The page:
Planes, trains, buses: where will masks be mandatory in England after July 19? | Transport


Several airlines have said they will continue to require passengers to wear face coverings, while rail, bus and coach operators will no longer require it after July 19, when the UK government relaxes the rules. in England.

Grant Shapps, the transport secretary, said on Wednesday he “expected and indeed wanted” that some train, bus and rail companies would insist on masks on their services.

The minister said he supported the decision of Sadiq Khan, the mayor of London, to continue to require face coverings on the capital’s public transport, even though the government had previously said it wanted to switch to a system of “common sense” and “personal”. responsibility ”with regard to the wearing of the mask.

Aviation

Airlines have said passengers and crew should always wear face coverings, in line with EU rules. Ryanair said on Wednesday: “In accordance with the guidelines of the European Union Aviation Safety Agency / European Center for Disease Prevention and Control and in order to protect the health of our customers and our crew, the use of face masks will always be mandatory on all Ryanair flights, regardless of the country of departure / destination.

EasyJet said: “At this time there is no change in easyJet’s mask policy on board and we will continue to monitor it. We continue to be guided by our in-house medical advisor and a number of key industry governing bodies that airlines follow. “

Wizz Air also said that face masks for passengers and crew will remain mandatory on board its planes for the duration of its flights.

Gatwick Airport said passengers must wear face coverings in all terminal buildings and all staff will wear face coverings in public areas.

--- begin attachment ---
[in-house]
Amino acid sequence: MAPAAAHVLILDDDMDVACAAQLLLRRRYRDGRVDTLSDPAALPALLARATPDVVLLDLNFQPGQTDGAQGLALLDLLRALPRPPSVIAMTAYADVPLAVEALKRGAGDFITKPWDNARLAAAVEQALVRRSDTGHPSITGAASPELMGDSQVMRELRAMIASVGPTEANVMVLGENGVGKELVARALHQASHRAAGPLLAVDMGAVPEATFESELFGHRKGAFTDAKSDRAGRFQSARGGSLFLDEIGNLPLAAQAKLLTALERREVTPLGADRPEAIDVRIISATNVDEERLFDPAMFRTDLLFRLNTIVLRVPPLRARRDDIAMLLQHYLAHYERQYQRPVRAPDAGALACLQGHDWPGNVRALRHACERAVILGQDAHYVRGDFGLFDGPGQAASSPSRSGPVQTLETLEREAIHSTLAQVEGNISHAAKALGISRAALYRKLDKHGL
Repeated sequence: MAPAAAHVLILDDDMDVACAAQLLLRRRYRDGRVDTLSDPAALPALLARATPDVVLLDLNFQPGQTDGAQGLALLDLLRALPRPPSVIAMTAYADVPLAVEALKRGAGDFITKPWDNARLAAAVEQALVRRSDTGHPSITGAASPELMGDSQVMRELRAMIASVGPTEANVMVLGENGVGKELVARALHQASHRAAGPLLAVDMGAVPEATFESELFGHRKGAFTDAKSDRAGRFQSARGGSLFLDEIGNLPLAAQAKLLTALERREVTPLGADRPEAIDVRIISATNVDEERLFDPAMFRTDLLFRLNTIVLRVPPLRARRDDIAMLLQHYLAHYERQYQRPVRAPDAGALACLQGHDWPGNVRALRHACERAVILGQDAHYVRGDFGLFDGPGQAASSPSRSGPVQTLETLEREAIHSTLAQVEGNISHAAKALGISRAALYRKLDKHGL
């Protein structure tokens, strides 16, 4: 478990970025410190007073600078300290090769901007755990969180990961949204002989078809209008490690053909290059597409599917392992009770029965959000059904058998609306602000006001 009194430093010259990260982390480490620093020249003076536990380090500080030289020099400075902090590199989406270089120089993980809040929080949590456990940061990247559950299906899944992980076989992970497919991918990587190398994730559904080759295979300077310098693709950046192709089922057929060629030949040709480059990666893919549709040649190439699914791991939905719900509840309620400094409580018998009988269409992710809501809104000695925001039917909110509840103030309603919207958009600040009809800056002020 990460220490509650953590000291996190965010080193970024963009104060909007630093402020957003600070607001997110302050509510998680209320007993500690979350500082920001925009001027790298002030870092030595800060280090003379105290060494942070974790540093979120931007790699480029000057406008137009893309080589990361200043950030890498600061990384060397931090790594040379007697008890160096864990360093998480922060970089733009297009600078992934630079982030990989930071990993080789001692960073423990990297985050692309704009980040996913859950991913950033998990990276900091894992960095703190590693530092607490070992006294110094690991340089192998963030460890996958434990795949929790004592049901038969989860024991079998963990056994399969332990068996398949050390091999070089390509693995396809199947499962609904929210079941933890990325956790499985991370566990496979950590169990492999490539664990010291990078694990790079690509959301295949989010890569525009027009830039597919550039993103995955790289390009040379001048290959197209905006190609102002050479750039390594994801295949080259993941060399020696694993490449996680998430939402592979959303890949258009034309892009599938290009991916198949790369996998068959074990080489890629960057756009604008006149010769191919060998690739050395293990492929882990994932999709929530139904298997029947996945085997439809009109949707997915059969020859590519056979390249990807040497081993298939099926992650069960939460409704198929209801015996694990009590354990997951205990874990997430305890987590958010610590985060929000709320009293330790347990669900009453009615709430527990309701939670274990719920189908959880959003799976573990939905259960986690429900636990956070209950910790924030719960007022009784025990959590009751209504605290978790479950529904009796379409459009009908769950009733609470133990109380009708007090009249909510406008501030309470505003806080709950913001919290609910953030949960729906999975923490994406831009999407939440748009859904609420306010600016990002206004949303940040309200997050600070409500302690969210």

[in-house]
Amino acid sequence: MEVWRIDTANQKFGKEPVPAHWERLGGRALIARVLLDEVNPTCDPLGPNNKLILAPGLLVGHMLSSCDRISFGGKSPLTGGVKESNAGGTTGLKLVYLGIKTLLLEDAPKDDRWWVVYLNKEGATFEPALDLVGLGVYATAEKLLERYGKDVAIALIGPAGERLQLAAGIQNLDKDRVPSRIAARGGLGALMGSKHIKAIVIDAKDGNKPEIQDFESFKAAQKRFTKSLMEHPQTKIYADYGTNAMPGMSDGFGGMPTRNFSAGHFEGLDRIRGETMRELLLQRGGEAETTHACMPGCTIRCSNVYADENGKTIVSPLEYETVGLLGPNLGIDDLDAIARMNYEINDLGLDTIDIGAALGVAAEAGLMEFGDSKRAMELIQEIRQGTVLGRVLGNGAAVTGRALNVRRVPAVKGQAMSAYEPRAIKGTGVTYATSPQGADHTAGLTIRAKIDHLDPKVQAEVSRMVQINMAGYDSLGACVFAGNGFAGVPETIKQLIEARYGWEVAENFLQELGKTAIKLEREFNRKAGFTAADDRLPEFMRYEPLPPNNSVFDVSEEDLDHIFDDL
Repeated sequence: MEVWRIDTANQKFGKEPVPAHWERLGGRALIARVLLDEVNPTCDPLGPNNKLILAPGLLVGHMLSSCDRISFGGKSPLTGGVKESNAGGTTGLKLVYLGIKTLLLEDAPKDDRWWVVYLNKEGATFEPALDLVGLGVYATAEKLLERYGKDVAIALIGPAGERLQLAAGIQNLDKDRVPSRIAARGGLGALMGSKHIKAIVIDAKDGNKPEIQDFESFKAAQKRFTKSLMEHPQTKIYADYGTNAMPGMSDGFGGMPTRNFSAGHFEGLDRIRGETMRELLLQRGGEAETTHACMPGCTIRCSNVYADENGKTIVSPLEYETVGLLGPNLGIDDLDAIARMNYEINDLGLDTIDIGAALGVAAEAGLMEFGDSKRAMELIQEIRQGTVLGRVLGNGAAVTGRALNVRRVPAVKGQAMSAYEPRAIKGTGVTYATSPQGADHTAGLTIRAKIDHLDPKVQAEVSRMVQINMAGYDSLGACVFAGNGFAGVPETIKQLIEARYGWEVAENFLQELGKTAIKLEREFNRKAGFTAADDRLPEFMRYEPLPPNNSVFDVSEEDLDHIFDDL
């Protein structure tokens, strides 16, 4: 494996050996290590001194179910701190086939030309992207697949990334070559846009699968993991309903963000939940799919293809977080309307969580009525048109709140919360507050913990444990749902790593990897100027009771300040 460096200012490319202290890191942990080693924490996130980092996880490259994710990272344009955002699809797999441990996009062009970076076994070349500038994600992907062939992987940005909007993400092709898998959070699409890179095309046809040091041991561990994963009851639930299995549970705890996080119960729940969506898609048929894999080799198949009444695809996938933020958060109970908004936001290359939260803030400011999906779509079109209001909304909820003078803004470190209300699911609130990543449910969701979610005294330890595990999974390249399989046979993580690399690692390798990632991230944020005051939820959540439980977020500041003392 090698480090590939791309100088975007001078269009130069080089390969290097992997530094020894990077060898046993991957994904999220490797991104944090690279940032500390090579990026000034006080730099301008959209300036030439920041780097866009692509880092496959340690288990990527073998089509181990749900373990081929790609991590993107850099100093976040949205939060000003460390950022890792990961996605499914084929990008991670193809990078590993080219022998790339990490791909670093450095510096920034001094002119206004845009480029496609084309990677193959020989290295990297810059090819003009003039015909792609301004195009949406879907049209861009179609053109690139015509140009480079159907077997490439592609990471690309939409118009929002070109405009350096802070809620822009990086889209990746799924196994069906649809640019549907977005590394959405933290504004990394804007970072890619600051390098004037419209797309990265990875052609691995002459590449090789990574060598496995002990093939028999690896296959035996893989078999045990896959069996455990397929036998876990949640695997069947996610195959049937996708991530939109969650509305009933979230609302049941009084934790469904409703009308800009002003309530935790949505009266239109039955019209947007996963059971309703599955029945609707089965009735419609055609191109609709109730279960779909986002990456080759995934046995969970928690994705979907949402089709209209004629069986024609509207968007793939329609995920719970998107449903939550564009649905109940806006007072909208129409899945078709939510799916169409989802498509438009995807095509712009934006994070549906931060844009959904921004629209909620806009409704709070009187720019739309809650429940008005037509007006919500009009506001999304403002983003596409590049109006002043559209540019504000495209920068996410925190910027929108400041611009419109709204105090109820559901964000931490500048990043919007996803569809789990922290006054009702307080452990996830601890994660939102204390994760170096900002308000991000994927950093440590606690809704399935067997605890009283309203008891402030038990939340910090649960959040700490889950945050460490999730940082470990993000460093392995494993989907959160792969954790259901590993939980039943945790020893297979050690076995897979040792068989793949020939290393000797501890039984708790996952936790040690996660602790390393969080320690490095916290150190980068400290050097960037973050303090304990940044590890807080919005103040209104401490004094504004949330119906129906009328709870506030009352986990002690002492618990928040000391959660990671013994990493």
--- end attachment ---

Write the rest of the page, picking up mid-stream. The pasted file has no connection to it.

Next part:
Rail

A spokesperson for the Rail Delivery Group, which represents rail operators, said face coverings would no longer be mandatory but should be worn on trains and inside stations if there are a lot of people.

“Passengers should follow government guidelines and, as a courtesy to others, wear face coverings if an indoor environment is busy,” the spokesperson said. “Train travel is low risk, with the majority of cars being well ventilated by air conditioning systems or doors and windows. As the restrictions are lifted, we will continue to perform additional cleaning and provide better information on service attendance, so our passengers can travel with confidence. “

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Buses and coaches

CPT, which accounts for 95% of buses in the UK, including operators Stagecoach, Arriva, First Group, National Express and Go-Ahead, has said it will not make face covering mandatory on bus services and coach.

A spokesperson said: “This is a problem for the government. They have access to science. He urged passengers to recognize the government’s advice and be respectful of others. The CPT expects its members to follow its recommendation.

A spokesperson for Go-Ahead said, “We will follow any guidelines or regulations given to us by government or local authorities.”

A spokesperson for National Express said: “We are all responsible for protecting each other … We will ask [customers] continue to be attentive to others and to respect their personal choices.


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